In her capacity as recording secretary, Germann performed the bulk of her duties away from the plant. In fact, the only duty of that office requiring her presence at the plant was maintenance of the Union bulletin board. Clay Wilson, the Union's sergeant-at-arms, had no in-plant duties specific to that office. Nor did Joseph Duncan have any in-plant duties as a union guide. Robert Hayes, as a trustee, occasionally signed vouchers for Union expenditures in the plant, but had no other in-plant duties.
In September 1982, the Board's General Counsel filed a complaint against the Company and the Union, charging that enforcement (and threatened enforcement) of the superseniority provision contravened the Act. After a hearing, the Administrative Law Judge (ALJ) found that the provision in question was lawfully applied and dismissed the complaint. The NLRB disagreed, and concluded that the Company and the Union had violated the Act by enforcing the superseniority provision. The Board relied on the new rule recently enunciated in Gulton Electro-Voice, Inc., 266 N.L.R.B. 406 (1983), enf'd sub nom. Local 900, International Union of Electrical, Radio & Machine Workers v. NLRB, 234 U.S. App. D.C. 85, 727 F.2d 1184 (D.C. Cir. 1984). The Board's order, among other things, required the parties to cease and desist from violating the Act and jointly and severally to reimburse the laid-off employees for loss of earnings. This petition by the Board followed.
Section 7 of the National Labor Relations Act, 29 U.S.C. § 157, expresses the Act's policy of insulating employees' jobs from their organizational rights so that job rights and benefits are not dependent on union activities. See Radio Officers' Union v. NLRB, 347 U.S. 17, 40, 98 L. Ed. 455, 74 S. Ct. 323 (1954); NLRB v. Milk Drivers & Dairy Employees, Local 338, 531 F.2d 1162, 1163, 1166-67 (2d Cir. 1976). Sections 8(a)(3) and 8(b)(2) prohibit employers and unions from discriminating with respect to tenure or terms of employment in a way that encourages or discourages union membership; these sections are designed to protect, among other things, the right of employees to be good, bad or indifferent union members. Radio Officers' Union, supra, 347 U.S. at 40; NLRB v. Local 50, American Bakery & Confectionery Workers Union, 339 F.2d 324, 328 (2d Cir. 1964), cert. denied, 382 U.S. 827, 15 L. Ed. 2d 72, 86 S. Ct. 62 (1965). Not every action that encourages or discourages union membership is unlawful, however. If the allegedly discriminatory action is not "inherently destructive" of employee rights, an employer or union can prevail if it shows "legitimate and substantial business justifications" for the action. NLRB v. Great Dane Trailers, 388 U.S. 26, 34, 18 L. Ed. 2d 1027,, 87 S. Ct. 1792 (1967); Local 900, supra, 727 F.2d at 1186.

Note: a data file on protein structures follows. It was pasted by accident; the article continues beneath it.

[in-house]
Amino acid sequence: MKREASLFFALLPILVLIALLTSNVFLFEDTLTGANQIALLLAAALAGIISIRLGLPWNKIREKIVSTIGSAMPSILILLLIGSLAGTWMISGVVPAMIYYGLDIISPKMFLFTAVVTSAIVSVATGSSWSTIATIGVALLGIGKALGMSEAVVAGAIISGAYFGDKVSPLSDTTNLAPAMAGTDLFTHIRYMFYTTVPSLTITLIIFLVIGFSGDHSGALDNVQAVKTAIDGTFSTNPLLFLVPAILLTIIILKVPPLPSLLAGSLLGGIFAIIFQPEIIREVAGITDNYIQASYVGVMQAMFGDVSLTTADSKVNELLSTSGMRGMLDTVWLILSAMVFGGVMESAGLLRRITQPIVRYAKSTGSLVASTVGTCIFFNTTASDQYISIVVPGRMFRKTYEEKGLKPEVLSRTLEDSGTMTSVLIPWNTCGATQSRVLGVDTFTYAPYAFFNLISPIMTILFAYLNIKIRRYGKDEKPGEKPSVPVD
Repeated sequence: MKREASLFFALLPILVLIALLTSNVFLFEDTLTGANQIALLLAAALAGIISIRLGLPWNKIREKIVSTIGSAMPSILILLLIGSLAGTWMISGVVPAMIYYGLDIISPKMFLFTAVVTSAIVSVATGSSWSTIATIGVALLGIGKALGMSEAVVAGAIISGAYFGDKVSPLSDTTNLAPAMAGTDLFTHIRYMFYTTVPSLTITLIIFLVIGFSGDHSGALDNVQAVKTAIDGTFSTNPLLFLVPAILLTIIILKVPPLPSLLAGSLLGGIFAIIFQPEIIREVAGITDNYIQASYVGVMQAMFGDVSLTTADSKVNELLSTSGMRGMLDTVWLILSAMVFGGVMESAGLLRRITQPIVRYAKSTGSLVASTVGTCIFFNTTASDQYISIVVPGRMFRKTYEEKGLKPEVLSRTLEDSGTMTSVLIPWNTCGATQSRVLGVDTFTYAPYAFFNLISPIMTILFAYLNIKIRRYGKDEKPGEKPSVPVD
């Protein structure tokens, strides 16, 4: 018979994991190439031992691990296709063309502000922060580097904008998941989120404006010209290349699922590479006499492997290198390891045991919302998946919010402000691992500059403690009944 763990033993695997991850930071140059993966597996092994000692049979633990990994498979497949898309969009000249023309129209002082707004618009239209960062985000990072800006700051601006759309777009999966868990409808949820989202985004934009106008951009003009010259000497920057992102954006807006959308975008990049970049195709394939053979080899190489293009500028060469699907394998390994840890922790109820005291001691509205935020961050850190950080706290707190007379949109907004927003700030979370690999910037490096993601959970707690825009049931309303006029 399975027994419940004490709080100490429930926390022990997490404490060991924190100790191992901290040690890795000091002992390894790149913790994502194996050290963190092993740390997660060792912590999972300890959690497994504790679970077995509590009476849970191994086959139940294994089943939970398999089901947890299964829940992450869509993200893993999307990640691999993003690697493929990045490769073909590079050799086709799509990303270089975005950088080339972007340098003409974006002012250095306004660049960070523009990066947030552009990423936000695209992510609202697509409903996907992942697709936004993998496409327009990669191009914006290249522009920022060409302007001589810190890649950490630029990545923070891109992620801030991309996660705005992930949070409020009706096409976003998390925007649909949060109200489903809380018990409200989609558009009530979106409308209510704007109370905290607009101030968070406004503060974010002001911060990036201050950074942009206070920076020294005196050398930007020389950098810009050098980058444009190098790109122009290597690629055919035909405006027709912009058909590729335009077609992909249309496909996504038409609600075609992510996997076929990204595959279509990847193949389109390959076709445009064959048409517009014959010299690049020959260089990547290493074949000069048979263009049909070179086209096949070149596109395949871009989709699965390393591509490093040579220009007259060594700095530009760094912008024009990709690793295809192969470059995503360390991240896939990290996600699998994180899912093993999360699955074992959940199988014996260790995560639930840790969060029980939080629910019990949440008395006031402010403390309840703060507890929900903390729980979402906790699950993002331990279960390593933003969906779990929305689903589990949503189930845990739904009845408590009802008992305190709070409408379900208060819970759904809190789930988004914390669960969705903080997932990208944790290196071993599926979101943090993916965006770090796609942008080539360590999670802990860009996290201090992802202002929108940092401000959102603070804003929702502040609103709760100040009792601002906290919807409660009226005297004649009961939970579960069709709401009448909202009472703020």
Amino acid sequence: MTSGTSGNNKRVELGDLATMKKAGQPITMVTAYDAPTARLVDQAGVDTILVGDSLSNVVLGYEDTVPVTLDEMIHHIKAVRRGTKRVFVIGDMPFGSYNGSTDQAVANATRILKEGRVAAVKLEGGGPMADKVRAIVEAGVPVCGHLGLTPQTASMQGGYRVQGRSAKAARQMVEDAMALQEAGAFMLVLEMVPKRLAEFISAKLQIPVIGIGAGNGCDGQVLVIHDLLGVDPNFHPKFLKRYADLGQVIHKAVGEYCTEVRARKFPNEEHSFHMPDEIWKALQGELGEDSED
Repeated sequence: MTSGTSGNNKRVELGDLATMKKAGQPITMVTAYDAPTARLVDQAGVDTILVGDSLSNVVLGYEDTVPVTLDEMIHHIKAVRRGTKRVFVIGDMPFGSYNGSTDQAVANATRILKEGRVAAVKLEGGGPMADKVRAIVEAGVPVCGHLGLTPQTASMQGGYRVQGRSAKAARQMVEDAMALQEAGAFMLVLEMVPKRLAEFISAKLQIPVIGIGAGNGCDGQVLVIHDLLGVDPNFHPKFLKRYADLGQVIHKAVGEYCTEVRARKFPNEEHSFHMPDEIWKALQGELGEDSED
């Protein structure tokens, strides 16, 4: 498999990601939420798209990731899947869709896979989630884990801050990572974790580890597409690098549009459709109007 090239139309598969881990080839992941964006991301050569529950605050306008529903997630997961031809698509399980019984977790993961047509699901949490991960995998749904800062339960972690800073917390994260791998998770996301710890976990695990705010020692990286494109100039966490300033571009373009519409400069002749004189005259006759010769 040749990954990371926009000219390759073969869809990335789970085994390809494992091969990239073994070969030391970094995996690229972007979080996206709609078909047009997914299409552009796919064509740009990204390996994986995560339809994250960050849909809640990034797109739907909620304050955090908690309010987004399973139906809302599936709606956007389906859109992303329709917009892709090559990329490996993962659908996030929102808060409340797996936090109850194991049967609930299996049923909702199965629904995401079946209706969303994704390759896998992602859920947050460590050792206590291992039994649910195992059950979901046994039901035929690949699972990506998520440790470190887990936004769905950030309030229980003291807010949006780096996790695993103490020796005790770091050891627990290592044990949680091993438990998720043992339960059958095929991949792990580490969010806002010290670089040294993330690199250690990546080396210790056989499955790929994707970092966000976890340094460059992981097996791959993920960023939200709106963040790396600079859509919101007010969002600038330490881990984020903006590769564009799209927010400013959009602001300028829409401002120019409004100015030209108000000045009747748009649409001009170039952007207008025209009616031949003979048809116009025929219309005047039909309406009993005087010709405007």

The Board first addressed the validity of superseniority provisions in Dairylea Cooperative Inc., 219 N.L.R.B. 656 (1975), enf'd sub nom. NLRB v. Milk Drivers & Dairy Employees, Local 338, supra. In that case, the Board considered the validity of a provision in a collective bargaining agreement that gave shop stewards superseniority not only for layoff and recall purposes but also for all benefits under the agreement where seniority was a factor. The Board stated that while superseniority discriminates on the basis of union-related activities and hence is in tension with section 7 of the Act, the benefits that limited types of superseniority furnish to all unit employees compensate for the inherent discrimination. Id. at 658. The Board concluded that superseniority provisions for the shop stewards, limited to layoff and recall, are presumptively valid, while superseniority provisions as to other job benefits are presumptively invalid. Id.